Free to be human

Free to be anonymous

Free from profiling

Free to protest

Free to express yourself

Free to speak

Free to remain silent

Free to organise

Free to challenge authority

Free to demonstrate

Free to blow the whistle

Free to question the rules

Free to define my own identity

Free to be me

Free to question authority

Free to ask for information

Free to debate ideas

Free to be unorthodox

Free to be orthodox

Free to be different

Free to go off grid

Free to switch off

Free to be left alone

Free to be let alone

Free to cross borders without humiliation

Free to use what they call the ‘dark web’

Free to not give my name

Free to hide my face

Free to be noncomforming

Free to use an adblocker

Free to delete my account

Free to demand information

Free to demand answers

Free to be more than a number

Free to define my identity

Free to define my own identities

Free to change my identity

Free to resist

Free to code

Free to vote

Free to keep my thoughts secret

Free to choose what to do with my body

Free to keep things to myself

Free to dissent

Free from state interference

Free to be human

Free to choose

Free to learn about my options

Free to be human

Free from monopolies

Free from data exploitation for the profit of others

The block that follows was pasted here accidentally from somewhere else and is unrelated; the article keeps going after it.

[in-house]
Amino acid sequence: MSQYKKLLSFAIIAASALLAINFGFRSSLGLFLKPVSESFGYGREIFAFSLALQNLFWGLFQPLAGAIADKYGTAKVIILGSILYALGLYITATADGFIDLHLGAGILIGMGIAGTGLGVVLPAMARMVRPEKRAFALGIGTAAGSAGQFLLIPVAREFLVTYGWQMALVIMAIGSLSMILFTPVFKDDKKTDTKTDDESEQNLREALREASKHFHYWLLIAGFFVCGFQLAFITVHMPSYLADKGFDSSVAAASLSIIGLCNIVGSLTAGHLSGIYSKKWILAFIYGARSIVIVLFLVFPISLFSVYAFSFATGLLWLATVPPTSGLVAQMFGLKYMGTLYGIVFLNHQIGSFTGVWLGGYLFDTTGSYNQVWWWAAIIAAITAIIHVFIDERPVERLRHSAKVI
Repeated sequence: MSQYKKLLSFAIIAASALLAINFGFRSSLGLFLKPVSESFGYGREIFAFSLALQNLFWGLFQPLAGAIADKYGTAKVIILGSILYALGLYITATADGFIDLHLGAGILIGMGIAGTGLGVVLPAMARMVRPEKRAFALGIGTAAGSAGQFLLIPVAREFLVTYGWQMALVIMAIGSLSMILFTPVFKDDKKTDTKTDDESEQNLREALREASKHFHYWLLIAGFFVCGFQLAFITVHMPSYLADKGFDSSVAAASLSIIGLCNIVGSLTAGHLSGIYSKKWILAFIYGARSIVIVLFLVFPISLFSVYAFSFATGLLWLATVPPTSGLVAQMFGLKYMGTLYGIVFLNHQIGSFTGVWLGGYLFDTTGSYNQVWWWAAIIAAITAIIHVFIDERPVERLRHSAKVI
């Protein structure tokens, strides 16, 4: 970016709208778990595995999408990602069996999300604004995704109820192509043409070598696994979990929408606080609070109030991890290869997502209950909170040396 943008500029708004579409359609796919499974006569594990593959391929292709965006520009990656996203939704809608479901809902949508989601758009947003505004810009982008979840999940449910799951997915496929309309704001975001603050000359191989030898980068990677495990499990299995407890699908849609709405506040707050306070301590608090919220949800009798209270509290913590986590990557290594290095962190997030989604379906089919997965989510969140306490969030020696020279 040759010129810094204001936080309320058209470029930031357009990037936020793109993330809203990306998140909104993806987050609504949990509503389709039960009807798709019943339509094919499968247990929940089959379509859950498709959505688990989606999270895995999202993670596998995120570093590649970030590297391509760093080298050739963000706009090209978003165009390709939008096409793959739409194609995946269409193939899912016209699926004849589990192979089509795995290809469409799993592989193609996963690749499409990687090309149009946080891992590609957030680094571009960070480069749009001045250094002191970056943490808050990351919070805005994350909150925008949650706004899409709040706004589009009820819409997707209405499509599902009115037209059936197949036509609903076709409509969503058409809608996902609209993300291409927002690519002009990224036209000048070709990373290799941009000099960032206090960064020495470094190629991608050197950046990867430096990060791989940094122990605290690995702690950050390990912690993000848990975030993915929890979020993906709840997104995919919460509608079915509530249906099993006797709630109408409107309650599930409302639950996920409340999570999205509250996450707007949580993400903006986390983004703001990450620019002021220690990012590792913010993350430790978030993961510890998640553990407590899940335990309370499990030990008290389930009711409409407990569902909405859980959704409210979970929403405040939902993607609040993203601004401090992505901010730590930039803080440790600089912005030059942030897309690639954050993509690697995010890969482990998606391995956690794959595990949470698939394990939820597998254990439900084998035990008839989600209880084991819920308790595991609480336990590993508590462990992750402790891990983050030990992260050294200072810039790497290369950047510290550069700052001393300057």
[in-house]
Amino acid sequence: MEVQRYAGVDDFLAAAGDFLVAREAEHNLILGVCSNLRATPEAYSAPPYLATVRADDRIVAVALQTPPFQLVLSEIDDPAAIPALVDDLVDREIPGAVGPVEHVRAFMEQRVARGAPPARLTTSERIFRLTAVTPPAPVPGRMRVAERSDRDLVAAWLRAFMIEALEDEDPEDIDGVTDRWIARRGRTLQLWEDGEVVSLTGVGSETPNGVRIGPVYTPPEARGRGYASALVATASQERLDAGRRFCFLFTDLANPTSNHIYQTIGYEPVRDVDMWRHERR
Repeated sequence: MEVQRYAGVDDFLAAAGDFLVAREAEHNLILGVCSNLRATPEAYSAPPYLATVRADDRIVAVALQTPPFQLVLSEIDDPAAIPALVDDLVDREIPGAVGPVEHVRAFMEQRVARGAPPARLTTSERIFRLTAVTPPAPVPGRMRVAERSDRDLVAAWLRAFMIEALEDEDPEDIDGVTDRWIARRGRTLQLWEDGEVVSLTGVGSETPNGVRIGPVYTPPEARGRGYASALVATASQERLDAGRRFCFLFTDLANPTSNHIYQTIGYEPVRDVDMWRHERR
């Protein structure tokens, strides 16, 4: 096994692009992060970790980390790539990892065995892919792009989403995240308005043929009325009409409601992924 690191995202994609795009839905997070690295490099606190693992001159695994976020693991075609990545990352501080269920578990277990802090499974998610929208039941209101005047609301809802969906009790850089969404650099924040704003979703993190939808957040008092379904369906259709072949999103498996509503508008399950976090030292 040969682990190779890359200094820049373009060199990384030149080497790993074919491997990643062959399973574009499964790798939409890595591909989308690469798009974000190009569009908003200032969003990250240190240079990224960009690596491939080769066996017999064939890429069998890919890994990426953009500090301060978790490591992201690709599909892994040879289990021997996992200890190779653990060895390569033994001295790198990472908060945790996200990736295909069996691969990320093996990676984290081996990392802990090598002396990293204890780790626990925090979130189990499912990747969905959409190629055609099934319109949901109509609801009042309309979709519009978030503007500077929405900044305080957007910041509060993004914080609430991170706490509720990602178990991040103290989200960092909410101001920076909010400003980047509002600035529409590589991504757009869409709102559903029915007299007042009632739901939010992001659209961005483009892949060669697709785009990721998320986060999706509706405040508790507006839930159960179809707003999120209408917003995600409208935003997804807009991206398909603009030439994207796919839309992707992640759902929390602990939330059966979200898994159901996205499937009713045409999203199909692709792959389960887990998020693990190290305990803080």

Free to share with who I want

Free to be human

Free to make mistakes

Free to be emotional

Free to be human

Free from state surveillance

For a world where technology will empower and enable us, not exploit our data for profit and power.



Key Resources

Tech companies, governments, and international agencies have all announced measures to help contain the spread of the COVID-19 virus. Unprecedented levels of surveillance, data exploitation, and misinformation are being tested across the world.

Long Read

Civic spaces where we are free to develop, protest and preserve our intergrity and autonomy are increasingly under threat as new surveillance technologies are radically transforming the ability of authorities to monitor them.

News & Analysis

A recent ruling by the British Court of Appeal sided with welfare claimants after a flaw in the income calculating system was revealed. 


Immediately after the UK general election in December 2019, we worked with ORG to poll people about ‘data-driven political campaigning’. We found that most people oppose the use of targeted ads during elections, and oppose election spending when the source of funding is unknown.

Featured Campaigns